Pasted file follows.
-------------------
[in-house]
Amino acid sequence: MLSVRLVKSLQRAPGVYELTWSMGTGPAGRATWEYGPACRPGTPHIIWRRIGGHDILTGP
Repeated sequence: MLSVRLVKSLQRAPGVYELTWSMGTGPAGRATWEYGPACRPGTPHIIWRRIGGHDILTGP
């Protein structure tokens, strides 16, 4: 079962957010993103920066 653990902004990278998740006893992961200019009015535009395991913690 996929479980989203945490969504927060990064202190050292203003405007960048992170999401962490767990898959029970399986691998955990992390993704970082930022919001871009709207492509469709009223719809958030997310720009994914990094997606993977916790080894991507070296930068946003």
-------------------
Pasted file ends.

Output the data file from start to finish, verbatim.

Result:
[in-house]
Amino acid sequence: MLSVRLVKSLQRAPGVYELTWSMGTGPAGRATWEYGPACRPGTPHIIWRRIGGHDILTGP
Repeated sequence: MLSVRLVKSLQRAPGVYELTWSMGTGPAGRATWEYGPACRPGTPHIIWRRIGGHDILTGP
């Protein structure tokens, strides 16, 4: 079962957010993103920066 653990902004990278998740006893992961200019009015535009395991913690 996929479980989203945490969504927060990064202190050292203003405007960048992170999401962490767990898959029970399986691998955990992390993704970082930022919001871009709207492509469709009223719809958030997310720009994914990094997606993977916790080894991507070296930068946003």